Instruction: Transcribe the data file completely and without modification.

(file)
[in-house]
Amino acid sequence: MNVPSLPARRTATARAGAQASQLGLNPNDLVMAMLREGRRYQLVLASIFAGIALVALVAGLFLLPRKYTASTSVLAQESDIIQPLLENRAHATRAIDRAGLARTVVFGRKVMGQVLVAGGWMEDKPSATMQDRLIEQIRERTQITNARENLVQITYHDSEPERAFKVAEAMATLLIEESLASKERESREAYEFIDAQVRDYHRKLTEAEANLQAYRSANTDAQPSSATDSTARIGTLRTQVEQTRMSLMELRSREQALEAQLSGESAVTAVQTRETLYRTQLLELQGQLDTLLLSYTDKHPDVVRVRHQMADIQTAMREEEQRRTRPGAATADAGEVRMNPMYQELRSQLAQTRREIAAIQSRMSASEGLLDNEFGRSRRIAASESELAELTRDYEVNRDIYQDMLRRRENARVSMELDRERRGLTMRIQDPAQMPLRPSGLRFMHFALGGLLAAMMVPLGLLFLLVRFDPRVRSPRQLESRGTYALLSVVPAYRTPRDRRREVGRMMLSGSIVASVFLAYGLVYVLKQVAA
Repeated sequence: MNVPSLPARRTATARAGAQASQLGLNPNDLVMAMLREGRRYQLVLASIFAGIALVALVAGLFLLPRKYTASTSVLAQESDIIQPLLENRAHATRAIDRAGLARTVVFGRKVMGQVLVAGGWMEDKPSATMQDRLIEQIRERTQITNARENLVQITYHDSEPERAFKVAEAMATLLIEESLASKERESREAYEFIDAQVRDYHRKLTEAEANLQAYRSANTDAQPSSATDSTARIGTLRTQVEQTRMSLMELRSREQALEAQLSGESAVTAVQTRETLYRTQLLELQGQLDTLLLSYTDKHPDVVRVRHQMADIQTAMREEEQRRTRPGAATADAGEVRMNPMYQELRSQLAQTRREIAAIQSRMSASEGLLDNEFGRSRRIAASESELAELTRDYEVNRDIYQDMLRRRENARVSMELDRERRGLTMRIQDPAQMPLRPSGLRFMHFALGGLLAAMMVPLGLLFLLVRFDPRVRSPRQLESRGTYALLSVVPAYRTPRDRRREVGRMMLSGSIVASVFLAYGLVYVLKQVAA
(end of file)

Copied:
[in-house]
Amino acid sequence: MNVPSLPARRTATARAGAQASQLGLNPNDLVMAMLREGRRYQLVLASIFAGIALVALVAGLFLLPRKYTASTSVLAQESDIIQPLLENRAHATRAIDRAGLARTVVFGRKVMGQVLVAGGWMEDKPSATMQDRLIEQIRERTQITNARENLVQITYHDSEPERAFKVAEAMATLLIEESLASKERESREAYEFIDAQVRDYHRKLTEAEANLQAYRSANTDAQPSSATDSTARIGTLRTQVEQTRMSLMELRSREQALEAQLSGESAVTAVQTRETLYRTQLLELQGQLDTLLLSYTDKHPDVVRVRHQMADIQTAMREEEQRRTRPGAATADAGEVRMNPMYQELRSQLAQTRREIAAIQSRMSASEGLLDNEFGRSRRIAASESELAELTRDYEVNRDIYQDMLRRRENARVSMELDRERRGLTMRIQDPAQMPLRPSGLRFMHFALGGLLAAMMVPLGLLFLLVRFDPRVRSPRQLESRGTYALLSVVPAYRTPRDRRREVGRMMLSGSIVASVFLAYGLVYVLKQVAA
Repeated sequence: MNVPSLPARRTATARAGAQASQLGLNPNDLVMAMLREGRRYQLVLASIFAGIALVALVAGLFLLPRKYTASTSVLAQESDIIQPLLENRAHATRAIDRAGLARTVVFGRKVMGQVLVAGGWMEDKPSATMQDRLIEQIRERTQITNARENLVQITYHDSEPERAFKVAEAMATLLIEESLASKERESREAYEFIDAQVRDYHRKLTEAEANLQAYRSANTDAQPSSATDSTARIGTLRTQVEQTRMSLMELRSREQALEAQLSGESAVTAVQTRETLYRTQLLELQGQLDTLLLSYTDKHPDVVRVRHQMADIQTAMREEEQRRTRPGAATADAGEVRMNPMYQELRSQLAQTRREIAAIQSRMSASEGLLDNEFGRSRRIAASESELAELTRDYEVNRDIYQDMLRRRENARVSMELDRERRGLTMRIQDPAQMPLRPSGLRFMHFALGGLLAAMMVPLGLLFLLVRFDPRVRSPRQLESRGTYALLSVVPAYRTPRDRRREVGRMMLSGSIVASVFLAYGLVYVLKQVAA